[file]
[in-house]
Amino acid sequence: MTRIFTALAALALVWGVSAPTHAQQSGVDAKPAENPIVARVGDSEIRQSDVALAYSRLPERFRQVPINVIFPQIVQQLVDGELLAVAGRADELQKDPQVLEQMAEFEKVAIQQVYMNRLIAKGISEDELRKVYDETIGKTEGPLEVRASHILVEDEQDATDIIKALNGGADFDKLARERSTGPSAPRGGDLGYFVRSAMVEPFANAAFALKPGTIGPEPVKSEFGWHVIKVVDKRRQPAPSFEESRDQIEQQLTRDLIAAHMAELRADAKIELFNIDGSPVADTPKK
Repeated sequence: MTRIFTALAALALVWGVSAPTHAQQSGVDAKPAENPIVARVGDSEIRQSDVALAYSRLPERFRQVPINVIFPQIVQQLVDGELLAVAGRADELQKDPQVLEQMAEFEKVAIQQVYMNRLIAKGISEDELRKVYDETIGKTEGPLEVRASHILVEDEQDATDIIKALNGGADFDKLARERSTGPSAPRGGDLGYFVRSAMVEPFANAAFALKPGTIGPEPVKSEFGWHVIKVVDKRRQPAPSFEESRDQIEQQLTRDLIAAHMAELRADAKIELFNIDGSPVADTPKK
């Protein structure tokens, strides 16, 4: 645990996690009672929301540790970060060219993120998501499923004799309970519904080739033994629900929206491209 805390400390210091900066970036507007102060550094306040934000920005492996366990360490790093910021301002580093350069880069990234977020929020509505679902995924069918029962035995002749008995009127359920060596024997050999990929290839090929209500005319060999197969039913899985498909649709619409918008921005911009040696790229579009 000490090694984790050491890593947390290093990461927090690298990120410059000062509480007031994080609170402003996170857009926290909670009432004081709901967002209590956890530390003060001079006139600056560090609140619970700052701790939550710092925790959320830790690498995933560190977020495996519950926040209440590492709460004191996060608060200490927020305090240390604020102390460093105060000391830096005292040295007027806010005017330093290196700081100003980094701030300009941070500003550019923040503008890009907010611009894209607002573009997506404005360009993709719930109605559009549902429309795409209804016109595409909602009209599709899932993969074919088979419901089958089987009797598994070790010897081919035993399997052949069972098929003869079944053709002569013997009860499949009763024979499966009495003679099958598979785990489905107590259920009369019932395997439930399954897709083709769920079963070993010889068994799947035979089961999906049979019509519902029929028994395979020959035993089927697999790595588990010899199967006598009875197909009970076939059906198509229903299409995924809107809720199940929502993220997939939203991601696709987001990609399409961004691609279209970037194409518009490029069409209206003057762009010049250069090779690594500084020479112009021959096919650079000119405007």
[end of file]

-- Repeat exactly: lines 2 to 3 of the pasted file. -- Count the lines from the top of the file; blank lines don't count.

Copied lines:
Amino acid sequence: MTRIFTALAALALVWGVSAPTHAQQSGVDAKPAENPIVARVGDSEIRQSDVALAYSRLPERFRQVPINVIFPQIVQQLVDGELLAVAGRADELQKDPQVLEQMAEFEKVAIQQVYMNRLIAKGISEDELRKVYDETIGKTEGPLEVRASHILVEDEQDATDIIKALNGGADFDKLARERSTGPSAPRGGDLGYFVRSAMVEPFANAAFALKPGTIGPEPVKSEFGWHVIKVVDKRRQPAPSFEESRDQIEQQLTRDLIAAHMAELRADAKIELFNIDGSPVADTPKK
Repeated sequence: MTRIFTALAALALVWGVSAPTHAQQSGVDAKPAENPIVARVGDSEIRQSDVALAYSRLPERFRQVPINVIFPQIVQQLVDGELLAVAGRADELQKDPQVLEQMAEFEKVAIQQVYMNRLIAKGISEDELRKVYDETIGKTEGPLEVRASHILVEDEQDATDIIKALNGGADFDKLARERSTGPSAPRGGDLGYFVRSAMVEPFANAAFALKPGTIGPEPVKSEFGWHVIKVVDKRRQPAPSFEESRDQIEQQLTRDLIAAHMAELRADAKIELFNIDGSPVADTPKK